Fill is a valuable tool enabling urban development on the high groundwater environments of the Swan Coastal Plain, but its use entails significant economic, environmental and social costs. Moving to a paradigm of development that minimises the use of fill will reduce these costs. Such a paradigm of development is achievable by combining technical best-practice (Claydon et al., 2020; Thompson et al., 2021), with innovations in design and construction. Also necessary, however, will be measures that offer LGAs confidence in approving low-fill developments. LGAs are exposed to significant risk where groundwater management fails. Hence, LGAs require mechanisms to ensure consistency between plan designs and constructed allotments, and support in reviewing technically complex groundwater modelling. Barriers to innovation based on consumer and industry inertia can be lowered by demonstration projects, especially those led by the state government, which has a growing track record of excellence in urban water management. However, a broader governance challenge remains, regarding the timing and scale of water management assessments in the Western Australian urban planning process. Finally, regional water assessments are needed to improve our understanding of cumulative impacts of development on sensitive environments and flood risk in urbanised areas of the floodplain. As Perth encroaches on high groundwater regions, the findings of these assessments should be incorporated into land zoning and planning processes to limit some of the risks currently assumed by land owners and LGAs.
The authors deeply thank all study participants for their time and openness in sharing information. We would also like to thank the following organizations for their feedback and input: Urban Development Industry Association’s (UDIA) Water Committee for WA, the multi-stakeholder Land Development in Groundwater Constrained Environments Steering Group (convened by the Institute of Public Works Engineering Australasia (IPWEA) WA branch and the Western Australian Local Governments Association – WALGA), the CRCWSC’s Western Region Advisory Panel and Perth’s Water Sensitive Transition Network. We also thank Prof. Carolyn Oldham from UWA, the CRCWSC’s project leader for IRP5, for her valuable feedback and support.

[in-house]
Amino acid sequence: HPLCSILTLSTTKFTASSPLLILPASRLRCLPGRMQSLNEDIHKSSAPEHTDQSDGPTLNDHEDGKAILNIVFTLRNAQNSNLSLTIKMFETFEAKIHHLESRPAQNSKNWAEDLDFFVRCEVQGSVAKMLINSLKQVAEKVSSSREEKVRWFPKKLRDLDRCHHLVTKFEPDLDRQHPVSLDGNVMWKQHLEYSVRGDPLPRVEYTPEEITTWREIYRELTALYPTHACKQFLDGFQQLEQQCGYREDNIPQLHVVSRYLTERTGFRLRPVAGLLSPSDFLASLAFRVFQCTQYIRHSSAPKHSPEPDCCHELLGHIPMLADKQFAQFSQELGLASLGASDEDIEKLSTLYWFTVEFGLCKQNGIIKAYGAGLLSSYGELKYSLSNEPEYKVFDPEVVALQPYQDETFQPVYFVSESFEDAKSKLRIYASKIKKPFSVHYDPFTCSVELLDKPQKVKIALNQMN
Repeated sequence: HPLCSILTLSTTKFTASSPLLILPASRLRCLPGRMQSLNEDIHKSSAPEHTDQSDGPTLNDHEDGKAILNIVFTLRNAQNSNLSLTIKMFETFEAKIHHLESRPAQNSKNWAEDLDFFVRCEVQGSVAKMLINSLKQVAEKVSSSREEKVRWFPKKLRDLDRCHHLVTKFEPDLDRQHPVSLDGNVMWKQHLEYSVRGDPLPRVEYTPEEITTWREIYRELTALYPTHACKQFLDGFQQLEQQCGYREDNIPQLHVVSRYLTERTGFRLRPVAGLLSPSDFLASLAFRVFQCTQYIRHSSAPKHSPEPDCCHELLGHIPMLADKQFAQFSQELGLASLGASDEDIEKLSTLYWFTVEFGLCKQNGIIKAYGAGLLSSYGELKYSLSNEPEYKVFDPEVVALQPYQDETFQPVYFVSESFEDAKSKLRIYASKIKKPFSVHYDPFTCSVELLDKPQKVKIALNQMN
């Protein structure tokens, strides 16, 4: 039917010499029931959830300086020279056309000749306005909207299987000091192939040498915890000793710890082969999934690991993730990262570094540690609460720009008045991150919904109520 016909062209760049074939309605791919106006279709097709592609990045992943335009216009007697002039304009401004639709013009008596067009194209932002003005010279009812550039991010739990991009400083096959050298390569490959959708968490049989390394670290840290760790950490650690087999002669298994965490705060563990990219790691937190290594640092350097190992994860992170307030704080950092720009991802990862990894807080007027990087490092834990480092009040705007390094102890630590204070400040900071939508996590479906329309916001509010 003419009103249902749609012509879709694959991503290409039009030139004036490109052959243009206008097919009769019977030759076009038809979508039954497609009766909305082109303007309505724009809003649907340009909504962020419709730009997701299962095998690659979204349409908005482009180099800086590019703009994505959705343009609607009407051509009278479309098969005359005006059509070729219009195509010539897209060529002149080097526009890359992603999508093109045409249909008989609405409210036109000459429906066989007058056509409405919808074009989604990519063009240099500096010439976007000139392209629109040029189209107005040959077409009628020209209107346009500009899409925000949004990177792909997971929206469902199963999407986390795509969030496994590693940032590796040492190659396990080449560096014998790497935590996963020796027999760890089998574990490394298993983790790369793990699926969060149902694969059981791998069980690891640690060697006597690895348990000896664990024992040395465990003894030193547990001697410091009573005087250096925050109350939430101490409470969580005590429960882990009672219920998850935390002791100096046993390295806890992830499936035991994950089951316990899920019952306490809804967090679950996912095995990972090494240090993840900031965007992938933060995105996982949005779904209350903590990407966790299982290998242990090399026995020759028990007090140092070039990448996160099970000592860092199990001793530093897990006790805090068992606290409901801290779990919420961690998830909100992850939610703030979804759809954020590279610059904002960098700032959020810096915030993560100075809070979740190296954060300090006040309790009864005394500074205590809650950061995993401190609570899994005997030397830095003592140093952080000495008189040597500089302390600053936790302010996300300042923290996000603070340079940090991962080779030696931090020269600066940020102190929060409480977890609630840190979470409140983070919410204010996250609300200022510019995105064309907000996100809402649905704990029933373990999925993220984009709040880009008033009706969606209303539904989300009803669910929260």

The research project was funded by Cooperative Research Centre for Water Sensitive Cities, Integrated Research Project 5 Stage 2. To contribute to this paper, Ana Manero was supported by the Australian Research Council, under project FL190100164.
About the authors
Sally Thompson | Sally Thompson is an Associate Professor of Environmental Engineering at the University of Western Australia. Sally is Editor in Chief of the Journal of Hydrology, holder of the US National Science Foundation’s CAREER Award and the American Geophysical Unions Early Career Hydrology Award.
Margaret Shanafield | Margaret Shanafield is a Senior Researcher and Senior Lecturer at the National Centre for Groundwater Research and Training and the College of Science and Engineering at Flinders University, in Adelaide, SA. Her research focusses on surface water-groundwater interactions. She is a 2020 South Australia Young Tall Poppy award winner and was the recipient of a 2015 Australian Research Council Discovery Early Career Research Award to investigate how rainfall becomes streamflow in intermittent rivers, and how this streamflow recharges our aquifers.
Ana Manero | Ana Manero post-doc research fellow at the ANU Crawford School of Public Policy, working on water economics and governance. Ana’s research interests are around water management and its socio-economic implications. Ana also holds an adjunct research fellow position at the University of Western Australia.
Greg Claydon | Greg Claydon is a member of the board of directors of the Cooperative Research Centre for Water Sensitive Cities (CRCWSC). Greg has extensive water industry knowledge, built through his roles as a senior executive with Queensland’s and Western Australia’s state government water, environment and natural resources agencies. In 2009, Greg was awarded a Public Service Medal (PSM) by the Governor-General of Australia in the Australia Day Honours Awards for outstanding public service in natural resources management and water reform.